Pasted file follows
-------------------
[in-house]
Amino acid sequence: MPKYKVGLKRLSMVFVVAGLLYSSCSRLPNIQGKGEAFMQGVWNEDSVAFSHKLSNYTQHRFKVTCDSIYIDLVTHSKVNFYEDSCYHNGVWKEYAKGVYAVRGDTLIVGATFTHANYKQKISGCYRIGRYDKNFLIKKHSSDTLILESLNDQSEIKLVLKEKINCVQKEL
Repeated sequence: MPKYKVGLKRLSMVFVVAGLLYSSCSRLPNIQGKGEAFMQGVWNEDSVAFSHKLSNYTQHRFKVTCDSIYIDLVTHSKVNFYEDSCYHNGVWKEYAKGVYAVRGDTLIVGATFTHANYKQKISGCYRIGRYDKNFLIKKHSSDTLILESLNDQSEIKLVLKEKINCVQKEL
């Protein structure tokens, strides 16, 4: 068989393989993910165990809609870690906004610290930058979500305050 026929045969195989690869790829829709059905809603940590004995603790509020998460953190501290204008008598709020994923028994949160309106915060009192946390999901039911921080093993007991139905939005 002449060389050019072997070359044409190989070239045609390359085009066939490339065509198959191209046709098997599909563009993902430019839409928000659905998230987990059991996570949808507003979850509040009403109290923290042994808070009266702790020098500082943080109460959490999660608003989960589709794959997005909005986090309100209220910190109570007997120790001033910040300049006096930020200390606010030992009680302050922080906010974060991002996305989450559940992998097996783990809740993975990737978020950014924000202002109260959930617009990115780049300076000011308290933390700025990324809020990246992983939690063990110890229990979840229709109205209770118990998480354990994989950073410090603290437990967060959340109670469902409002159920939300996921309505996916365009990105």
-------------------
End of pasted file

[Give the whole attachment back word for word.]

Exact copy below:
[in-house]
Amino acid sequence: MPKYKVGLKRLSMVFVVAGLLYSSCSRLPNIQGKGEAFMQGVWNEDSVAFSHKLSNYTQHRFKVTCDSIYIDLVTHSKVNFYEDSCYHNGVWKEYAKGVYAVRGDTLIVGATFTHANYKQKISGCYRIGRYDKNFLIKKHSSDTLILESLNDQSEIKLVLKEKINCVQKEL
Repeated sequence: MPKYKVGLKRLSMVFVVAGLLYSSCSRLPNIQGKGEAFMQGVWNEDSVAFSHKLSNYTQHRFKVTCDSIYIDLVTHSKVNFYEDSCYHNGVWKEYAKGVYAVRGDTLIVGATFTHANYKQKISGCYRIGRYDKNFLIKKHSSDTLILESLNDQSEIKLVLKEKINCVQKEL
């Protein structure tokens, strides 16, 4: 068989393989993910165990809609870690906004610290930058979500305050 026929045969195989690869790829829709059905809603940590004995603790509020998460953190501290204008008598709020994923028994949160309106915060009192946390999901039911921080093993007991139905939005 002449060389050019072997070359044409190989070239045609390359085009066939490339065509198959191209046709098997599909563009993902430019839409928000659905998230987990059991996570949808507003979850509040009403109290923290042994808070009266702790020098500082943080109460959490999660608003989960589709794959997005909005986090309100209220910190109570007997120790001033910040300049006096930020200390606010030992009680302050922080906010974060991002996305989450559940992998097996783990809740993975990737978020950014924000202002109260959930617009990115780049300076000011308290933390700025990324809020990246992983939690063990110890229990979840229709109205209770118990998480354990994989950073410090603290437990967060959340109670469902409002159920939300996921309505996916365009990105």